Articles filed under Bernard Nadler
“Oooooh. On the last day of Lost Again my true love gave to me…”
Sixteen guards impalin’
Fifteen pokers a scorchin’
Fourteen ladders a snappin’
Thirteen mirrors a smashin’
Twelve Others a crushin’
Eleven graves a diggin’
Ten Ajira Passengers a rottin’
Nine slaves a slashin’
Eight Losties a tazin’
Seven mothers a bludgeonin’
Six cars a crashin’
Fiiiiive hit and ruuuuuns!
Four Others blown up.
Three Candidates dead.
Two throats a slashed.
AND A FLOCKE WHO FELL INTO THE SEEEEEEA!
“Everybody dies, Kiddo.”
So I just realized that this finale is overall going to rank lower than the Nikki and Paulo episode. What? Oh, yeah, you can go. Ordinarily I can’t stand the “Bwah hah hah, your opinion is wrong!” type of poster, but I totally don’t blame you in this case. This is a tough one to get past. No hard feelings.
So now I’m pretty sure I’m writing in a vacuum, but on the off chance that you’re still reading, let’s do this thing!
Here we are at the very last episode! Wow, what a long string of Lost posts… not quite sure where Kasia is hiding herself these days, but I was never told to stop uploading these. So, before we begin, a very big thank you for reading!
I haven’t rewatched the second half of this finale as of now. So keep that in mind as I open this by saying… I’m more ambivalent about The End than I thought I’d be.
When all was said and done, the sentiment among a lot of us fans after was something like “Overall Season 6 didn’t set the finale up as well as it could of, but the last episode itself was amazing.” That was pretty much my feeling too, but actually watching Season 6 again, I can’t 100% get on board with that anymore. This whole business with the Man in Black, the Rules, the Light, the Cork, it all got quite convoluted, and this time, that directly impacted how good the finale was for me. I still don’t know exactly what the cave is for. I still don’t know what happens when Desmond pulls the cork out, why it seems to impact the Man in Black’s mortality, why he’s no longer bound by the “Rules” that stop him killing candidates and leaving the island. It’s made clear that Jack and the remaining Losties have little idea what’s going on either, they simply let things play out, and it’s only luck or fate that causes events to conspire in their favor.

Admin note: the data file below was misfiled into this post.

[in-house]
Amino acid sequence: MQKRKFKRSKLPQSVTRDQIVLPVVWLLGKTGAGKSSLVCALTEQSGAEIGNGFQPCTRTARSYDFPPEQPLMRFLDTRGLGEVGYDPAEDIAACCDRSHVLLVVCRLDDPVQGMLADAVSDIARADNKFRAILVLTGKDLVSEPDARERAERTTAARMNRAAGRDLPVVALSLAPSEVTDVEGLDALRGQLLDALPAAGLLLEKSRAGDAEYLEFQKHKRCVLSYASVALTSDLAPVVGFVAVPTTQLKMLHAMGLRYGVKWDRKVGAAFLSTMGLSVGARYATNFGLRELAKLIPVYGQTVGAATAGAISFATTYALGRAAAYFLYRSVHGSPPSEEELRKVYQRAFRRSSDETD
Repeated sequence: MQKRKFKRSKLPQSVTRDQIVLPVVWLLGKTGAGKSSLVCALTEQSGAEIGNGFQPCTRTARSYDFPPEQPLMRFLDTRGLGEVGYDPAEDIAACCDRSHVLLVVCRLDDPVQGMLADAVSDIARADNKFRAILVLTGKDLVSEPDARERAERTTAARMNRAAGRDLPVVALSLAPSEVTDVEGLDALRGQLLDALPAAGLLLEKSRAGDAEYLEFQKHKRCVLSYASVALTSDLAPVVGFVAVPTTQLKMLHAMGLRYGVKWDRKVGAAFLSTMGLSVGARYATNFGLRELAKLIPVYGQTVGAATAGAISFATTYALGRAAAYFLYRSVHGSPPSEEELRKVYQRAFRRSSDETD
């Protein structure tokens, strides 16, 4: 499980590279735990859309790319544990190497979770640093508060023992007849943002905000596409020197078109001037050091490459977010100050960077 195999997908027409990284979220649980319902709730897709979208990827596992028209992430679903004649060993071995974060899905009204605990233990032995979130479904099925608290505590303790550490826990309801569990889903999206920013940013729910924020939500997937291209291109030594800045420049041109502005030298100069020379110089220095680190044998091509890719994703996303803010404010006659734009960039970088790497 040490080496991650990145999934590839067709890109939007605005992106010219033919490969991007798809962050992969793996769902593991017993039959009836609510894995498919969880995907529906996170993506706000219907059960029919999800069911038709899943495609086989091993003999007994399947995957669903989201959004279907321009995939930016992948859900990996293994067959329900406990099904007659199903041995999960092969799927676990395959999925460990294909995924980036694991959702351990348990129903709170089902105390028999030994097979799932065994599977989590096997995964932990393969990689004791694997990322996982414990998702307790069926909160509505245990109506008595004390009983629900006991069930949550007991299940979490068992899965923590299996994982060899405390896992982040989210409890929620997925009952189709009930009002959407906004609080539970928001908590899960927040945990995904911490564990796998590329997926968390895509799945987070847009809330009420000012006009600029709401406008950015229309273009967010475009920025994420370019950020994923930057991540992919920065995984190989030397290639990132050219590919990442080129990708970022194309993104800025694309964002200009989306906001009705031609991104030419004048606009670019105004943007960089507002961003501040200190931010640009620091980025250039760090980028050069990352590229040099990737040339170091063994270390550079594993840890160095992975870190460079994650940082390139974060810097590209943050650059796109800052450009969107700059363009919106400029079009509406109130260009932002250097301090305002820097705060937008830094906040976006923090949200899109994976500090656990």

Most important, I’m still not sure of what the stakes are. The cork being pulled sets in motion the erosion of the island, that’s all we can be sure about. We still don’t know what impact this will have on the world at large, or just why it will be so devastating if the Man in Black makes it off the island. It’s a little bit like the end game of Season 2 or Season 5, in which events are bigger than the characters and a little beyond their grasp. The difference in those cases, the focus was kept on the people involved and how they reacted and how they tried to figure out what was going on. That human element is nowhere near as strong in “The End,” we’ve basically got all these character playing out one final conflict against a backdrop that often distracts and confuses. There’s as much spectacle and entertainment as the previous three finales, but it’s less satisfying.
On the island, anyway. The AU stuff plays fine. But even so, the worst moment of The End is found in the first half, as Sayid reunites with Shannon. Here’s what I think happened. It was up in the air all season long as to whether or not they could get Maggie Grace back. So Sayid’s arc was kept a little bit ambiguous, they had to continue to subtly set up Nadia as someone Sayid could potentially end up with, just in case they had to drop her into the end. But then they closed the deal with Maggie, gave her priority in the finale as an original Season 1 character, and wound up discarding the Sayid/Nadia thing that had been built up over all this time. I’ve never talked to anyone who thought it was a good idea.